Ski instructor course 1: Intro

First thoughts on embarking on a course to become a ski instructor

View of Les Ruinettes, above a sea of cloud

When I look up from my laptop I usually see a rolling swell of London roofs, with the odd treetop floating in the sea of Edwardian tiles that stretches to the horizon. If I look up now, I see a pine tree dusted with snow, garlanded with frosted cobwebs that glint in the sun. A skier just glided past, slowing to look through my window at me tapping at my keyboard; and I pause to think – why am I here?

The short answer is easy enough. I am in the Swiss ski resort of Verbier to train with the Warren Smith Ski Academy. This is not my first Academy course: I came here for a week three winters ago, and the August before last did a summer camp on the glacier in Saas-Fee, a few valleys to the east.

I’m back because the courses worked wonders for me. Previously I felt I had reached a plateau in my technique: after many years of skiing I was comfortable on most pistes, but somehow never seemed to improve beyond intermediate level. But over the two courses, I found that the intensive tuition, and the Academy’s focus on biomechanics and physiology, gave a huge boost to my confidence – not to mention my skills.

This time I am taking things a step further. I am doing what the Academy calls a “gap year course” – nine full weeks at the end of which, fingers crossed, all the participants will have qualified as ski instructors.

Warren Smith (right) with the author

With Warren Smith (right)

I expect the course to be pretty intensive. The instructors will be honing our skiing skills, with the help of video analysis. We will take additional modules on avalanche awareness and first aid, ski maintenance, sports psychology and biomechanics. We will learn how to teach the basics of the sport to beginners, and we will shadow instructors from one of the local ski schools. And over the nine weeks, we will take two exams run by BASI, the British Association of Snowsport Instructors, Levels 1 and 2. If we pass, we are told that these will qualify us to work at Swiss ski schools.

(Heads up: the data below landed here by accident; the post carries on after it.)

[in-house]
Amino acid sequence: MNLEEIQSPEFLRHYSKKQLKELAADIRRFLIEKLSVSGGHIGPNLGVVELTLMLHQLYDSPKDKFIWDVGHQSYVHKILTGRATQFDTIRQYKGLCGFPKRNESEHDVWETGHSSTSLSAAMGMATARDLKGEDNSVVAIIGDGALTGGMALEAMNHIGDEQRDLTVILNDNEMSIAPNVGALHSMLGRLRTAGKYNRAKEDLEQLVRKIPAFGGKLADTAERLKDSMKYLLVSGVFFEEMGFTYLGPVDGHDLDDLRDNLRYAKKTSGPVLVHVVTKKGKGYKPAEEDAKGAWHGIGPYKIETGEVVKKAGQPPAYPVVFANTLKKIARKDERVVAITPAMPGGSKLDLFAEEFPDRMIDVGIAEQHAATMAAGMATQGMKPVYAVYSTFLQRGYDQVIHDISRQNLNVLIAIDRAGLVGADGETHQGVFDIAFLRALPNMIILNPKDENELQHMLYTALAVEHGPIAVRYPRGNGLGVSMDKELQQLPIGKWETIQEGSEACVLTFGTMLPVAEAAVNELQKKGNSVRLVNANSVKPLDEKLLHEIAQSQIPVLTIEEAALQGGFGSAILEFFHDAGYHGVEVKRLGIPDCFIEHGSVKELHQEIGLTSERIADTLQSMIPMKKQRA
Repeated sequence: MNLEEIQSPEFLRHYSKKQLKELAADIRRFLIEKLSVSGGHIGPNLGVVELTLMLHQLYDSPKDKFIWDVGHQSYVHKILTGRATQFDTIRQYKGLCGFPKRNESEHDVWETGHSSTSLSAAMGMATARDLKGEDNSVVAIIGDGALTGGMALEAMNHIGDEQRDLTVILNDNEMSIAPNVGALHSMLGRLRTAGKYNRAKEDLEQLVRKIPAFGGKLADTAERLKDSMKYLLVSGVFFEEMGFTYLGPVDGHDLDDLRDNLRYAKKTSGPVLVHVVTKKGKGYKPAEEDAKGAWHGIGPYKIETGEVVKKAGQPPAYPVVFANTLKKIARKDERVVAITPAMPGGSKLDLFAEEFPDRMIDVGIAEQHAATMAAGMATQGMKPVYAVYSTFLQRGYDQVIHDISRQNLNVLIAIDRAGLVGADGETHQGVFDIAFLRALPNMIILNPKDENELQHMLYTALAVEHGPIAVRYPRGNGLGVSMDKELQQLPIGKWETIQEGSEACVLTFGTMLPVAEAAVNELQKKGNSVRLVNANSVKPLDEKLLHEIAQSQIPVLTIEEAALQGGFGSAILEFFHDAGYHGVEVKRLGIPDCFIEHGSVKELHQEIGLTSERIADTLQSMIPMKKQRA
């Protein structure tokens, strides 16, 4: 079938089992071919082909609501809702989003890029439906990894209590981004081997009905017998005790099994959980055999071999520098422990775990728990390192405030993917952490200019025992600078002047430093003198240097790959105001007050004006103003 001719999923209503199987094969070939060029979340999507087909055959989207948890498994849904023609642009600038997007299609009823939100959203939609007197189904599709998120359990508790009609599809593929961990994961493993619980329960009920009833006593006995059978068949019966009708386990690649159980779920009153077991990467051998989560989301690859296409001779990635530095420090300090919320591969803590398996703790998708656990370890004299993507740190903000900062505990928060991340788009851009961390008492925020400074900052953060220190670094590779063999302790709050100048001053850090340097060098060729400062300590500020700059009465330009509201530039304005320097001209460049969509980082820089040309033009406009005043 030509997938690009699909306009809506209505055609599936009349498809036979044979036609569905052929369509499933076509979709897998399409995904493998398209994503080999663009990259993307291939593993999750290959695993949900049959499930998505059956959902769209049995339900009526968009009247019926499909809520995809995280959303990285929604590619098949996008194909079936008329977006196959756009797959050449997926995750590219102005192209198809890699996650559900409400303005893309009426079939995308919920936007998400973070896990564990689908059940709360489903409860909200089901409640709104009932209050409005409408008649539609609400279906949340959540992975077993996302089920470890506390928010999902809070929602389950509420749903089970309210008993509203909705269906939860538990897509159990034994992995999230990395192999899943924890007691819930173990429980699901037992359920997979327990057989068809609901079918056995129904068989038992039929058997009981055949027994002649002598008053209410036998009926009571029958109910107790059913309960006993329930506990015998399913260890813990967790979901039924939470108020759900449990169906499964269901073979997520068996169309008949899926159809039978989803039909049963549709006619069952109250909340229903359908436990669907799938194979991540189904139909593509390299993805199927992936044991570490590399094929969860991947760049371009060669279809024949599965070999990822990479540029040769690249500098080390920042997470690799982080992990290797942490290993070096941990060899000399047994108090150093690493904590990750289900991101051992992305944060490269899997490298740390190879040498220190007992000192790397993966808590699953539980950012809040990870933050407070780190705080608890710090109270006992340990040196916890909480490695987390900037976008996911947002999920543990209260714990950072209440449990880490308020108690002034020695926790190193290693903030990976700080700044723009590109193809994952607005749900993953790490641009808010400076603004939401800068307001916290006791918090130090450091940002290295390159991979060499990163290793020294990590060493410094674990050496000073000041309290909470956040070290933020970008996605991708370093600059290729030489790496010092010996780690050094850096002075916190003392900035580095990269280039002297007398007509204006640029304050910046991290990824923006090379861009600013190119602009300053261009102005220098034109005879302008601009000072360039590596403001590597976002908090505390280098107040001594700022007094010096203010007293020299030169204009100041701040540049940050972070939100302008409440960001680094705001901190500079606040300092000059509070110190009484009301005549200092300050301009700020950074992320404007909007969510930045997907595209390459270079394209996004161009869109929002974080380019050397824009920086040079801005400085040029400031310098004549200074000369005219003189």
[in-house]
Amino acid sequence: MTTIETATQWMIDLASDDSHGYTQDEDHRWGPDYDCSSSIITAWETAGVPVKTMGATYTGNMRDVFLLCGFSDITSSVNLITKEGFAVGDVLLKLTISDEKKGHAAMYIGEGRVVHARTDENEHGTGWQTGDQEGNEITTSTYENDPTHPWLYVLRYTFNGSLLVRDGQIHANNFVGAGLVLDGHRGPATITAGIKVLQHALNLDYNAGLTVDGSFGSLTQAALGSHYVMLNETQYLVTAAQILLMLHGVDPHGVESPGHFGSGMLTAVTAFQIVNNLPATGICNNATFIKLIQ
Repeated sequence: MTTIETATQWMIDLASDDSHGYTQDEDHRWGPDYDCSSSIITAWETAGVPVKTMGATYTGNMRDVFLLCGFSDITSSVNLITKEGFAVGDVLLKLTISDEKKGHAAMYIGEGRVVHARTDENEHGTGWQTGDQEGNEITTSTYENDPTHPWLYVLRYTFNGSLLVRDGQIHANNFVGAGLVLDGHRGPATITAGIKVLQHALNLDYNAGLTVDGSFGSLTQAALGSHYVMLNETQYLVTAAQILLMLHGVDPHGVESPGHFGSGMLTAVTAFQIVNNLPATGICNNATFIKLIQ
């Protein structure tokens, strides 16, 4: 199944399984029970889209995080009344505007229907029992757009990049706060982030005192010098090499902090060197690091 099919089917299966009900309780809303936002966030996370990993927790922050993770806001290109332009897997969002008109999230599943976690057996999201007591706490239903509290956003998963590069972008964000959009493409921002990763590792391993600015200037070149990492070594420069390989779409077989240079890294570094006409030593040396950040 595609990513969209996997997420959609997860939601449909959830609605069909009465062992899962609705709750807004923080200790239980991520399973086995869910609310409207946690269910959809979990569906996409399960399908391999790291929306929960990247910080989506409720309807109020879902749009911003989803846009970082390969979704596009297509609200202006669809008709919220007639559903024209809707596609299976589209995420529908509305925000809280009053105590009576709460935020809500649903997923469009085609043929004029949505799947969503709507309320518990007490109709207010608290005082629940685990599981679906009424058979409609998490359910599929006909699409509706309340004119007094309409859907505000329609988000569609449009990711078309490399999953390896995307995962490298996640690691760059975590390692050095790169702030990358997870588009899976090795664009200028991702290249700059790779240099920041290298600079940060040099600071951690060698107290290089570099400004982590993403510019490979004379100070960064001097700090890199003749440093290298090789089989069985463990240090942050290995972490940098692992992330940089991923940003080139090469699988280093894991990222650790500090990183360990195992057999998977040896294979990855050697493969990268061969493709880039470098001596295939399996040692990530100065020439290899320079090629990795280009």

So, early the other morning I set out across a snowy London and slid out of the city on Eurostar, hours before the wintry weather brought much of the country to a halt. I skimmed across a frost-rimmed France by TGV, glided across Switzerland, and at the little station of Le Châble boarded a postal bus to climb the switchback road up to Verbier, a vertical mile above London.

In my little studio I unpacked my clothes and my Marmite, and spent the next couple of days settling in. I set up what I’ll need to stay in touch – internet access, a local mobile phone – and located cashpoints, shops, and explored the resort.

Looking out of my window, I’m also apprehensive about what lies ahead. I haven’t been away for this long for more than 20 years. Now, aged 48, I wonder how I’ll get on – and fit in. What if the other students are all gap-year youngsters, fresh out of school? Will there be anyone else of my age? And if so, how have they managed to organise such a long break from work, family and home? Are my fellow students going to be scarily expert skiers, or here for Verbier’s party lifestyle – or both? What will it be like living in a small place where everyone knows everyone else’s business? I’ll find out soon enough…

Another skier has just glided past my window. I can’t wait to begin.

Verbier, looking down Chemin du temple, with paraglider

In the resort of Verbier: an exciting outlook